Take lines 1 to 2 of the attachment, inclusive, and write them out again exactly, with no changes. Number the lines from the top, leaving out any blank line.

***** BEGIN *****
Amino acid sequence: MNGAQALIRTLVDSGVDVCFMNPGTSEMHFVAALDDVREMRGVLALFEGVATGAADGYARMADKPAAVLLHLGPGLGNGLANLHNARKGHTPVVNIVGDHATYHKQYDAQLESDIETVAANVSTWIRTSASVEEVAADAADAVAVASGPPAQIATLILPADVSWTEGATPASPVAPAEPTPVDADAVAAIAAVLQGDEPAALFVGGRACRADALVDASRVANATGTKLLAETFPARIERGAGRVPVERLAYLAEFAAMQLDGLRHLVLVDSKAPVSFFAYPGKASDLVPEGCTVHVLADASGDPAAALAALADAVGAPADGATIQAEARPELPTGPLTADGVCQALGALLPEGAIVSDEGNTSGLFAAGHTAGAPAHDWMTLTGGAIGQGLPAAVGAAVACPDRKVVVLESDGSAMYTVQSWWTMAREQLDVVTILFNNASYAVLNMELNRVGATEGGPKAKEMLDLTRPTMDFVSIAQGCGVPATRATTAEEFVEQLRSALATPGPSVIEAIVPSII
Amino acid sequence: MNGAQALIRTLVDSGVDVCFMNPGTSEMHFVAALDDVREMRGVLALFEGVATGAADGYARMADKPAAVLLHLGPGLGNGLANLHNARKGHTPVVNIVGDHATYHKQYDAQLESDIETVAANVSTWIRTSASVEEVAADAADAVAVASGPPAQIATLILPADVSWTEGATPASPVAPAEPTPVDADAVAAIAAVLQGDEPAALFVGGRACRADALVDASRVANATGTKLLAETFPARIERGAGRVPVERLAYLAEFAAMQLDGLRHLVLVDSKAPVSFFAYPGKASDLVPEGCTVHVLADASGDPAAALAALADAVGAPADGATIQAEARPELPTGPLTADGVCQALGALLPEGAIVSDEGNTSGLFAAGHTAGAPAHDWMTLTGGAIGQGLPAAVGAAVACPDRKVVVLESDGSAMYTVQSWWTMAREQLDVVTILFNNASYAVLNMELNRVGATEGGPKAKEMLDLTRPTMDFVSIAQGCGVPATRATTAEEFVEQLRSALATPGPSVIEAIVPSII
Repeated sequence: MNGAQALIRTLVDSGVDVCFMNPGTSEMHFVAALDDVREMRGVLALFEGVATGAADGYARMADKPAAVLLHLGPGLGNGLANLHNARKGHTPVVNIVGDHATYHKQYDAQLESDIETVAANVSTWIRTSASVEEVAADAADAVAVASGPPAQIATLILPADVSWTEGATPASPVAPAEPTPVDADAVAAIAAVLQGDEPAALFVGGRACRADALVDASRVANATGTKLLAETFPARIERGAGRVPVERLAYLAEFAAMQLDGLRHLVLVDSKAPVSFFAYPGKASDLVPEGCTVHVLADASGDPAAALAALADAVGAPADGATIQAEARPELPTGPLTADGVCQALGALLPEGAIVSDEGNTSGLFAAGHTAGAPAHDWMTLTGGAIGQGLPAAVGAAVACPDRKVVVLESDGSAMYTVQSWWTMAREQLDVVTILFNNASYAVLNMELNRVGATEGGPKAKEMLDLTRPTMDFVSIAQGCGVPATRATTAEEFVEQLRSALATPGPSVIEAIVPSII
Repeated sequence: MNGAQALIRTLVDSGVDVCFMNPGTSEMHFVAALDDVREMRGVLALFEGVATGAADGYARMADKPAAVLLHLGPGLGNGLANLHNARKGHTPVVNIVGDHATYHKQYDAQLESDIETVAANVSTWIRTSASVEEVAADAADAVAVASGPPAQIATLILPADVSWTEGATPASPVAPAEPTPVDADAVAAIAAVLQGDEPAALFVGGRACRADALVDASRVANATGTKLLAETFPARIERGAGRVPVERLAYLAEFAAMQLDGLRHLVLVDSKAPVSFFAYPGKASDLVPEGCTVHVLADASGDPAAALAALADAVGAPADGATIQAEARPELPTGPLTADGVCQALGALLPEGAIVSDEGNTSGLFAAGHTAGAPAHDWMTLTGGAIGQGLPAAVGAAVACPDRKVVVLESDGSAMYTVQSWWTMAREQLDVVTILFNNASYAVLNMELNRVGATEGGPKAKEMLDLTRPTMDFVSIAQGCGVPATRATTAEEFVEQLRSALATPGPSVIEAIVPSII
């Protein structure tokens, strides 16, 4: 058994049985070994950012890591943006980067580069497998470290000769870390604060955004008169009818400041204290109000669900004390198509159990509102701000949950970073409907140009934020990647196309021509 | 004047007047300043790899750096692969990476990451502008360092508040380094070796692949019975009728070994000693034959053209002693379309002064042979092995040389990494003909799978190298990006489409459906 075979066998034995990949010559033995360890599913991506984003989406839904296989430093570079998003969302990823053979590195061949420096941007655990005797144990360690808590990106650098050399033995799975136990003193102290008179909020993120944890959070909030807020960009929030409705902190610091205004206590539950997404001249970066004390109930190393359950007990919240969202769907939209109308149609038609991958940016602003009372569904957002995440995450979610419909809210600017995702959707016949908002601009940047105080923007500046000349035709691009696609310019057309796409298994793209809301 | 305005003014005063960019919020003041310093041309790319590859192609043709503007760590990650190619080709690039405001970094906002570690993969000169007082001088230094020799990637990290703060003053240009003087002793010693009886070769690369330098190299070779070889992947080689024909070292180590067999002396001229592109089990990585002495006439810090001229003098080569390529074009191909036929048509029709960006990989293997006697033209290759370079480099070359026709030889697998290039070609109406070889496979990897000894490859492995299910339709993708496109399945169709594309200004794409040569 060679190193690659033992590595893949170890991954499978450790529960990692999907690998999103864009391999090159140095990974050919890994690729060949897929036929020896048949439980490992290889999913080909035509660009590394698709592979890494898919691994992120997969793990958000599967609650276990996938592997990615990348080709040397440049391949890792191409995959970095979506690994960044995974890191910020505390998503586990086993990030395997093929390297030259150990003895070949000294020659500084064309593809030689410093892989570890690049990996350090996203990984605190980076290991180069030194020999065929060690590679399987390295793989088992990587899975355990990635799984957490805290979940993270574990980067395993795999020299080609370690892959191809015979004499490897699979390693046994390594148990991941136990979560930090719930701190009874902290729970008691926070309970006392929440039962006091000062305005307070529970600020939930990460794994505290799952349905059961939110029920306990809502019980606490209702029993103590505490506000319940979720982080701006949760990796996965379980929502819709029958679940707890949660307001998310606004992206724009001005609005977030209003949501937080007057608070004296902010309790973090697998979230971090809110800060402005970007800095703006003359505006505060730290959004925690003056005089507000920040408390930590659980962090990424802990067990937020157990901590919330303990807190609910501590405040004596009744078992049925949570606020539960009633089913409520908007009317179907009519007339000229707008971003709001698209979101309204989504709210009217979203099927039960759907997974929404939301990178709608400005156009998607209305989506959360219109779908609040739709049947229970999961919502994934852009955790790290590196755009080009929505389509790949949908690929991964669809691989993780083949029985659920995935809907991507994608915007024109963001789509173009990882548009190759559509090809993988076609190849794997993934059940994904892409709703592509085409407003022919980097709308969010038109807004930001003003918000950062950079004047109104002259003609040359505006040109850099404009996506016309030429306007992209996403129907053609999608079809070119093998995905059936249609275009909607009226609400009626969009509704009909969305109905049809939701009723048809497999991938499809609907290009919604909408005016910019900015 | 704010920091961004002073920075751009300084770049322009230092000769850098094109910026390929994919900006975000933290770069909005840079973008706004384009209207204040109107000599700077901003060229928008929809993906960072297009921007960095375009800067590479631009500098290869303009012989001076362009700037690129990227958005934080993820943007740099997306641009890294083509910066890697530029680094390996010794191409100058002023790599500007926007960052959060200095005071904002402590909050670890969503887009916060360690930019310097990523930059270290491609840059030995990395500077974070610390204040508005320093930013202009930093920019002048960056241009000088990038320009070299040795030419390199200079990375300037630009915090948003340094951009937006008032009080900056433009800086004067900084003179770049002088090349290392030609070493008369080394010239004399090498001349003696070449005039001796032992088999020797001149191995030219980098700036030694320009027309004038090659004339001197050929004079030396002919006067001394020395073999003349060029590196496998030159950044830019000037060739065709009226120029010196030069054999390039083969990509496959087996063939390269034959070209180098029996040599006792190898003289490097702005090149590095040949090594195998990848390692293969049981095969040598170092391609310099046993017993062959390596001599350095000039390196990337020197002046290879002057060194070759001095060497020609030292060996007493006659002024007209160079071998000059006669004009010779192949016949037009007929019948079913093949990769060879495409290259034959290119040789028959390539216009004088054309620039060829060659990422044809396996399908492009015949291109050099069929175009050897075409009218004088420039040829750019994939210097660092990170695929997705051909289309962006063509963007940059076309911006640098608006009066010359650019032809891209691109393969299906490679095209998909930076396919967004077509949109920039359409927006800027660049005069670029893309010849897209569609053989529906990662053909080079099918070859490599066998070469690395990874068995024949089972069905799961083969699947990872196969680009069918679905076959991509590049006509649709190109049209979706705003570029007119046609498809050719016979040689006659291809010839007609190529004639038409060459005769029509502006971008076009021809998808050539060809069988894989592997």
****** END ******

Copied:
Amino acid sequence: MNGAQALIRTLVDSGVDVCFMNPGTSEMHFVAALDDVREMRGVLALFEGVATGAADGYARMADKPAAVLLHLGPGLGNGLANLHNARKGHTPVVNIVGDHATYHKQYDAQLESDIETVAANVSTWIRTSASVEEVAADAADAVAVASGPPAQIATLILPADVSWTEGATPASPVAPAEPTPVDADAVAAIAAVLQGDEPAALFVGGRACRADALVDASRVANATGTKLLAETFPARIERGAGRVPVERLAYLAEFAAMQLDGLRHLVLVDSKAPVSFFAYPGKASDLVPEGCTVHVLADASGDPAAALAALADAVGAPADGATIQAEARPELPTGPLTADGVCQALGALLPEGAIVSDEGNTSGLFAAGHTAGAPAHDWMTLTGGAIGQGLPAAVGAAVACPDRKVVVLESDGSAMYTVQSWWTMAREQLDVVTILFNNASYAVLNMELNRVGATEGGPKAKEMLDLTRPTMDFVSIAQGCGVPATRATTAEEFVEQLRSALATPGPSVIEAIVPSII
Amino acid sequence: MNGAQALIRTLVDSGVDVCFMNPGTSEMHFVAALDDVREMRGVLALFEGVATGAADGYARMADKPAAVLLHLGPGLGNGLANLHNARKGHTPVVNIVGDHATYHKQYDAQLESDIETVAANVSTWIRTSASVEEVAADAADAVAVASGPPAQIATLILPADVSWTEGATPASPVAPAEPTPVDADAVAAIAAVLQGDEPAALFVGGRACRADALVDASRVANATGTKLLAETFPARIERGAGRVPVERLAYLAEFAAMQLDGLRHLVLVDSKAPVSFFAYPGKASDLVPEGCTVHVLADASGDPAAALAALADAVGAPADGATIQAEARPELPTGPLTADGVCQALGALLPEGAIVSDEGNTSGLFAAGHTAGAPAHDWMTLTGGAIGQGLPAAVGAAVACPDRKVVVLESDGSAMYTVQSWWTMAREQLDVVTILFNNASYAVLNMELNRVGATEGGPKAKEMLDLTRPTMDFVSIAQGCGVPATRATTAEEFVEQLRSALATPGPSVIEAIVPSII